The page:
Wilson v. Sheldon, No. 16-3981 (DONALD, Sutton, Thapar).
In 1993, police found a woman unresponsive and bleeding from the head. A bloody, 110-pound boulder was lying near the body. The police collected evidence, including the boulder, and classified the case as a felonious-assault investigation. The woman later died from her injuries, but the police neglected to change the case’s classification to “homicide,” and therefore the evidence was destroyed after the statute of limitations for felonious assault ran. Over a decade later, during the course of a different investigation, detectives interviewed a woman who said that Robert Wilson had made statements to her on the night of the murder suggesting that he had been the killer. Wilson was tried and convicted of the woman’s murder, and after exhausting his direct appeals he filed a § 2254 habeas corpus petition, arguing that the destruction of the evidence made his conviction unconstitutional.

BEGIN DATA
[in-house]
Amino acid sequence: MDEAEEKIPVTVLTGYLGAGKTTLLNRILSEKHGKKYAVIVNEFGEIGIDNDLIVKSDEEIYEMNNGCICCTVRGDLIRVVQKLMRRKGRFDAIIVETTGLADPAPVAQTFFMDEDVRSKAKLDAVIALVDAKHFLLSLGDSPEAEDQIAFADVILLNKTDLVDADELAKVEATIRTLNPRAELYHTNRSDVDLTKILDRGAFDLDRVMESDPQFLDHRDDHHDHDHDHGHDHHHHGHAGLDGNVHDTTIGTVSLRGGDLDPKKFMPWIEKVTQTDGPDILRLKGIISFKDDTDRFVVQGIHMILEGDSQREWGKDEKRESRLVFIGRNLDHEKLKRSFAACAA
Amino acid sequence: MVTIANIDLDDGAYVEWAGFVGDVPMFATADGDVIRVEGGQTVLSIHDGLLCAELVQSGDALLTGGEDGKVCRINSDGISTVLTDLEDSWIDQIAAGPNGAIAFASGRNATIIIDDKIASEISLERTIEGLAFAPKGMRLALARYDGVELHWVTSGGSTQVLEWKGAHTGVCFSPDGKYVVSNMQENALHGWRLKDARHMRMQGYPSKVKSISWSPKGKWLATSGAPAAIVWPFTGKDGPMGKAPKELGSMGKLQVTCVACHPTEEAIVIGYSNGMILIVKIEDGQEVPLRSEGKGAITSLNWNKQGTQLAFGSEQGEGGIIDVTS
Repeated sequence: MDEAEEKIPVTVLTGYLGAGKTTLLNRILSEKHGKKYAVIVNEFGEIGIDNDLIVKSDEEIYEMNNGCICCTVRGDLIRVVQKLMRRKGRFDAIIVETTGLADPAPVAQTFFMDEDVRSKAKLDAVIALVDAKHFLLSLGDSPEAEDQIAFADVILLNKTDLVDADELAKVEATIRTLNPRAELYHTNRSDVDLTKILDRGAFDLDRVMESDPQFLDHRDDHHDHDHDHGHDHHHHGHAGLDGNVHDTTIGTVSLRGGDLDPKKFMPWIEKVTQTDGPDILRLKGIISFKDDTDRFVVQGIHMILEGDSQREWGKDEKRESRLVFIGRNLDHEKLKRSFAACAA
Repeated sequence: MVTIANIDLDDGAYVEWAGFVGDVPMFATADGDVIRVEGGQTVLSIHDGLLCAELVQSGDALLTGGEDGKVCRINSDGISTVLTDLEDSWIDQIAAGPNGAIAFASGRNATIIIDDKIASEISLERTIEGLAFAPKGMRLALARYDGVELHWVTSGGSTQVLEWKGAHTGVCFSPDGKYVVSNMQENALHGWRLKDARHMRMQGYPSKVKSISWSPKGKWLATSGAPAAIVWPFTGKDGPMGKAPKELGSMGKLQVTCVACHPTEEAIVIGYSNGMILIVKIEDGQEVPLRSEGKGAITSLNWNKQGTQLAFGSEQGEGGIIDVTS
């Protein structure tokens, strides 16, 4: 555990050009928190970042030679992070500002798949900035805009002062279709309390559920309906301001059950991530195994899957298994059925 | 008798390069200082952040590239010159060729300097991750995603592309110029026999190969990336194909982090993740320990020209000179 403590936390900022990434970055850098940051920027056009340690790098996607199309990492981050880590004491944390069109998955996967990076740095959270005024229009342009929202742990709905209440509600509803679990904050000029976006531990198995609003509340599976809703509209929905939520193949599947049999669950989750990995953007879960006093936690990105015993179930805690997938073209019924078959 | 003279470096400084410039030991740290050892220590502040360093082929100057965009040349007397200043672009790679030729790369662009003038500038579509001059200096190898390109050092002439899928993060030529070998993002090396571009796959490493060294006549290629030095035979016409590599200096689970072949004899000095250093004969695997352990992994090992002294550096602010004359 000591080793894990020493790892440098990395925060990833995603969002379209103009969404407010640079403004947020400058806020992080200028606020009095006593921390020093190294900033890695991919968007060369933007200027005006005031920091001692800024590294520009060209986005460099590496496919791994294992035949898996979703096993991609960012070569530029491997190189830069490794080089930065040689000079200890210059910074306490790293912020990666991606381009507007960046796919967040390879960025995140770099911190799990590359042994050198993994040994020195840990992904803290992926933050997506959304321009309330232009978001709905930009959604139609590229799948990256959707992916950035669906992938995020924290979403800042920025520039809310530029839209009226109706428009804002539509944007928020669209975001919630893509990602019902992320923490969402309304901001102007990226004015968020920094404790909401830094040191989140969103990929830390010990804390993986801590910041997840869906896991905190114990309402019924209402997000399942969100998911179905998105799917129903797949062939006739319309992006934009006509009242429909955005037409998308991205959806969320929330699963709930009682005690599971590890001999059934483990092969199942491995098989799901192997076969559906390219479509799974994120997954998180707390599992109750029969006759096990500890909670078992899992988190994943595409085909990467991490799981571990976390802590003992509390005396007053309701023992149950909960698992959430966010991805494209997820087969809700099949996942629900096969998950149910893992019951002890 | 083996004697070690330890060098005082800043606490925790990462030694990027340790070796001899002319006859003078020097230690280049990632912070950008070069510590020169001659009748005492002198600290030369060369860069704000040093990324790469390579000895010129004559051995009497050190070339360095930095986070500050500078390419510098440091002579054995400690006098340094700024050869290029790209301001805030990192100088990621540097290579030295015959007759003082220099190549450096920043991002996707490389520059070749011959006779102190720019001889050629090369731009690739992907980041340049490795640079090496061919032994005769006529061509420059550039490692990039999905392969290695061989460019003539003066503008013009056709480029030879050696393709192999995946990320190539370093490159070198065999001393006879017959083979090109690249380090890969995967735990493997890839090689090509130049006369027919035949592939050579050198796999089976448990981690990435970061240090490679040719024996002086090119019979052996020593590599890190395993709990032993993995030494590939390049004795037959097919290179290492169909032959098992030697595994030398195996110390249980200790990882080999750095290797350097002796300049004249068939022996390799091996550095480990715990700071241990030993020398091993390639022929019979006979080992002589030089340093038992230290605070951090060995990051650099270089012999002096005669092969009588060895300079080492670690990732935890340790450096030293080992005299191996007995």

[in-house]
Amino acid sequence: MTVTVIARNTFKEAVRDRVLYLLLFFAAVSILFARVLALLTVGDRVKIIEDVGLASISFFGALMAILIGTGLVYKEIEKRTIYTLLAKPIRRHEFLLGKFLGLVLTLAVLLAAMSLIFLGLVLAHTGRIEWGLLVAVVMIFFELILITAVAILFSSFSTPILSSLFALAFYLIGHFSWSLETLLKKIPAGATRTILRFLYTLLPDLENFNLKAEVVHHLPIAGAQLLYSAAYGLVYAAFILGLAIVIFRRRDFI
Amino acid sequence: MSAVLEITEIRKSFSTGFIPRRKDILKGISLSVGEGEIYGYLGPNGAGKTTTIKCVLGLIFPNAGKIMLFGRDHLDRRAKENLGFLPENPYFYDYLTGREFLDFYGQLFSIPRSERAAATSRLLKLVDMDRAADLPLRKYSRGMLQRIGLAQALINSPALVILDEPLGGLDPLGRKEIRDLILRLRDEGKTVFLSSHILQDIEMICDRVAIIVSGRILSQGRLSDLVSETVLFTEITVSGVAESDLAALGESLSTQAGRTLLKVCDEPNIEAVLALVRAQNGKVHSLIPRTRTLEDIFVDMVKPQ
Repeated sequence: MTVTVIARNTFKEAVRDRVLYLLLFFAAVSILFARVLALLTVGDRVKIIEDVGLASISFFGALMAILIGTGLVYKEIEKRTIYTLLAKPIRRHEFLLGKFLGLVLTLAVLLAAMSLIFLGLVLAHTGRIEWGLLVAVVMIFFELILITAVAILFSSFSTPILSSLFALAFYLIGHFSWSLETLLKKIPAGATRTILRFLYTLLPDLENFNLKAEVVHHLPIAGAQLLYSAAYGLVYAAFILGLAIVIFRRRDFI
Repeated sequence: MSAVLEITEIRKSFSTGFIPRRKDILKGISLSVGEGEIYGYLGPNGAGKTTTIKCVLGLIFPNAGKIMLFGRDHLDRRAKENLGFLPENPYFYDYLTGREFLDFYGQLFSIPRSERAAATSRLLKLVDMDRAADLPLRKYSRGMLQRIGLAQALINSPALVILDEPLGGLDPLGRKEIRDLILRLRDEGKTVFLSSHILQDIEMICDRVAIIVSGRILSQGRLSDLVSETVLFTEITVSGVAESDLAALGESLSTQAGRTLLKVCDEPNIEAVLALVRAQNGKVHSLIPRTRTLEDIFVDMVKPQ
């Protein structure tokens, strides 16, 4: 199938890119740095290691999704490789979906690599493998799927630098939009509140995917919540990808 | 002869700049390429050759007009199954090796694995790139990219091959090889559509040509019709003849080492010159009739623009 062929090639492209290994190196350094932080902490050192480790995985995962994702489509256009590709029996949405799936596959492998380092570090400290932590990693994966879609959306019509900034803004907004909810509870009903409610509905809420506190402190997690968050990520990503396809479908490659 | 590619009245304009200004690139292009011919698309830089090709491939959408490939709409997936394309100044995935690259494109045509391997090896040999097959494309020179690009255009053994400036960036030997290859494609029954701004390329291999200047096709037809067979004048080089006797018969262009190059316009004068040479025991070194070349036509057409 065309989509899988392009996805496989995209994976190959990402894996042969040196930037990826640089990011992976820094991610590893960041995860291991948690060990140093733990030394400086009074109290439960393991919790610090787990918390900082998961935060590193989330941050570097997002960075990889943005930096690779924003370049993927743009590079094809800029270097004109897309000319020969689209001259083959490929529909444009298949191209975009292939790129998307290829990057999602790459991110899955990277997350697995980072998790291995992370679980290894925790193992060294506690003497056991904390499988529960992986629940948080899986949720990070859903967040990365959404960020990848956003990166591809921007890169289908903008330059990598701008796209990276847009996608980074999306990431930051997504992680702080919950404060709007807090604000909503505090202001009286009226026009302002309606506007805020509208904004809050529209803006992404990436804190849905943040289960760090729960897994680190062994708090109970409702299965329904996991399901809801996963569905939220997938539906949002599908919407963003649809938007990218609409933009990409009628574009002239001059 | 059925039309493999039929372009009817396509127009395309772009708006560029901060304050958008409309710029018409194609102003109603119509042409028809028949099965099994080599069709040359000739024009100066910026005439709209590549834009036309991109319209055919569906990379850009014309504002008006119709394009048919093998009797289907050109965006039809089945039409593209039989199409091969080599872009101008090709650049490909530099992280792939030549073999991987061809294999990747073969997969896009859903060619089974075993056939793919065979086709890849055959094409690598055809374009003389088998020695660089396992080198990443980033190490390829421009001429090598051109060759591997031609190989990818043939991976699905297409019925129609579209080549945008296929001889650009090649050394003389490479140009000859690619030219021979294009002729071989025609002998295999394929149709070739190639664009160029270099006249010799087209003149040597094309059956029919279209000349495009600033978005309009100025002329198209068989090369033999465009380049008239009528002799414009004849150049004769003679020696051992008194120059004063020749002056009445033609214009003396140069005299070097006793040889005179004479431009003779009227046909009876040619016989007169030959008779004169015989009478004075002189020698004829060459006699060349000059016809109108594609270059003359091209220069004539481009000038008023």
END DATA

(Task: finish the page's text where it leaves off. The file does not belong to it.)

The Sixth Circuit denied his petition. The Court noted that in order to prove a violation of due process because of destruction of evidence, the petitioner must show bad faith where the state fails to preserve evidentiary material that only might have been exculpatory. Specifically, the petitioner must show either “official animus” or a “conscious effort to suppress exculpatory evidence.” The petitioner also must show that the exculpatory value was evident before the material’s destruction, and that the defendant was unable to obtain comparable evidence. The Court held that the facts as alleged by the petitioner only show negligence or gross negligence, not bad faith. Therefore, the Court denied the petition.